With almost 12 million mortgages underwater, a growing number of homeowners are simply walking away from the places they call home.
Strategic defaults, also known as strategic foreclosures, often take mortgage lenders by surprise because homeowners generally have had excellent credit histories and have previously met all their other financial obligations.
One of the distinguishing factors between a strategic default and other mortgage defaults is that the strategic default is a deliberate business decision. The homeowner has the ability to make payments but simply decides not to because the property value is less than the balance owed on the mortgage.
According to a recent Experian-Oliver Wyman Market Intelligence Report, strategic mortgage defaults rose 53 percent to 355,000 foreclosures in the first half of 2009. Prior studies found that 588,000 strategic defaults occurred in 2008, double the number that took place in 2007.
The number of strategic defaults is predicted to double again by the first quarter of 2013.
With more and more homeowners contemplating strategic default, mortgage lenders have sought out predictive indicators to discourage and prevent them by utilizing advanced credit scoring technologies.
A dynamic three-digit number reflecting an individual’s ability to repay debt, credit scores are assigned by the Fair Isaac Corporation. Credit scores play a crucial role in determining whether a borrower is eligible for a loan, the loan amount, interest rates and repayment terms.
Fair Isaac — the creator of the widely-used FICO credit score — recently introduced an enhanced version of its popular scoring model, the FICO 8 Mortgage Score. This enhanced model has made it more difficult for most consumers to secure mortgage loans.
Enhanced to better anticipate consumer behavior amid the foreclosure crisis, the FICO 8 Mortgage Score has been fine-tuned with predictive powers to assist lenders in determining which borrowers are most likely to strategically default.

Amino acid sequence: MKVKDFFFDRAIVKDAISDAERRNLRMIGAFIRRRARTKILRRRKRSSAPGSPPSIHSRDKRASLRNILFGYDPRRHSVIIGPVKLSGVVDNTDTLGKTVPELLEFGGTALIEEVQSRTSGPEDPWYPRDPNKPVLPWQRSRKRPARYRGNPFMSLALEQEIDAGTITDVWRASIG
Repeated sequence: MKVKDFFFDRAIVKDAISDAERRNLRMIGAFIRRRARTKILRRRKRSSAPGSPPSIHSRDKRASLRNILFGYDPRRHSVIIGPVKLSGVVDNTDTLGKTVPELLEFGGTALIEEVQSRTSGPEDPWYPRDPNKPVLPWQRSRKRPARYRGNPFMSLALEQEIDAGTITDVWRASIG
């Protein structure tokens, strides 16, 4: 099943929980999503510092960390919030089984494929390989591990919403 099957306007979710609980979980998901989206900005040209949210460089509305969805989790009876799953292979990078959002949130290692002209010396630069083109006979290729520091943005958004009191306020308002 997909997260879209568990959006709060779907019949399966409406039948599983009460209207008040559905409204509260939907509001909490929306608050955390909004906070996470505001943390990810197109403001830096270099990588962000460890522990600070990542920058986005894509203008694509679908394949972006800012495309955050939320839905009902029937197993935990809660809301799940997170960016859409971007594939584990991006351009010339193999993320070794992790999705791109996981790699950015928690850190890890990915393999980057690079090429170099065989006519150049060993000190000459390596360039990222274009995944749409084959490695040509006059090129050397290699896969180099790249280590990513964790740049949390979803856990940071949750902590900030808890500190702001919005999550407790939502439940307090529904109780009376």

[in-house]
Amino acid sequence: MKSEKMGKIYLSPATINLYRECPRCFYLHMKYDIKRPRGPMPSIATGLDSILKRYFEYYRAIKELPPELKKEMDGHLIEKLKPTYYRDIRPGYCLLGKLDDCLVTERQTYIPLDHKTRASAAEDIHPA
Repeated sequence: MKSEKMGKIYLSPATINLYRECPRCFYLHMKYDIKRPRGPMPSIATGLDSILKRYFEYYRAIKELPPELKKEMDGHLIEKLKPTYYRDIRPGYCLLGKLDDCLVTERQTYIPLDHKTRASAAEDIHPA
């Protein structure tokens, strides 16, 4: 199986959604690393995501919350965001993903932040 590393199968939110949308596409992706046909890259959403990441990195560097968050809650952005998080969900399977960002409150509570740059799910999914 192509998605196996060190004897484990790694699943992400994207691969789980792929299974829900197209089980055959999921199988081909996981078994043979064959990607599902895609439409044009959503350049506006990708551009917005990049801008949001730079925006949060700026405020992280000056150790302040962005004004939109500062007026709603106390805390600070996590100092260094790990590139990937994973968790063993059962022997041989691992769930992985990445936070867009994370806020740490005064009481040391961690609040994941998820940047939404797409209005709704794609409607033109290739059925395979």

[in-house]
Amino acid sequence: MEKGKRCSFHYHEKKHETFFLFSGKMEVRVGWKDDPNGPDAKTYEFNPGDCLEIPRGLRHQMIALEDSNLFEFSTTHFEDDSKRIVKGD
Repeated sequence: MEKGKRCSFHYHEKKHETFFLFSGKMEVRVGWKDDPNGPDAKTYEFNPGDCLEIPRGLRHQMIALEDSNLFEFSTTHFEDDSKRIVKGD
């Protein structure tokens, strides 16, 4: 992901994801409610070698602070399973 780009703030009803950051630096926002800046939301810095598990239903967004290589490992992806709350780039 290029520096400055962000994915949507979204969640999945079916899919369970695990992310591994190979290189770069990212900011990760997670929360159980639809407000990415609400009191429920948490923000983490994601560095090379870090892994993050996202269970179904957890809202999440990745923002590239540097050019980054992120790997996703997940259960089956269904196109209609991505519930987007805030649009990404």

Predicted to save over $1 billion by preventing 115,000 foreclosures, FICO officials claim their new model is 15- to 25-percent more accurate in predicting strategic defaults than its predecessor.
“The FICO 8 Mortgage Score’s broad availability means that all U.S. lenders and servicers can now easily access scores that are fine-tuned for mortgage performance,” said Jordan Graham, executive VP of Scores and president of Consumer Services at FICO. “By combining this superior predictive performance with the FICO Economic Impact Service, lenders are able to adjust policies and strategies quickly based upon forward-looking economic modeling.
“This is what we mean by the FICO analytic advantage: the ability to use the most advanced predictive analytics to compete and win in this highly challenging environment.”
In addition to having drastically reduced home values on an underwater mortgage, researchers have found other distinct character traits that identify potential strategic defaulters making this decision. Strategic defaulters typically have higher FICO scores, lower revolving balances, fewer instances of exceeding limits on credit cards and lower overall retail credit card usage.
In fact, their behavior is almost opposite to those of distressed defaulters. Strategic defaulters default “because they believe it is in their best financial interest, and because they believe the consequences will be minimal,” said FICO labs head and FICO chief analytics officer Dr. Andrew Jennings. Homeowners plan ahead for the credit hit they will take upon default by purchasing a car, new house and opening new credit cards before they “do the math and walk.”
“Many homeowners are being told to stop paying their mortgages,” said Carlos Reyes, a foreclosure defense attorney with the Reyes Law Group in Fort Lauderdale. “Homeowners should consider their rights and contemplate the long-ranging consequences of such an action. Making the decision to simply walk away may not be in their best interest.”
Strategic default may make “walking away” from a bad debt seem like a good thing, but it can have long-ranging consequences. Absent a deficiency judgment, homeowners will certainly suffer with lower credit scores and a drastically reduced ability to secure future credit. Higher interest rates and unfavorable terms could end up costing more in the long run than continuing to pay on an upside-down mortgage.
“Homeowners should explore all their options before strategically defaulting,” said Reyes.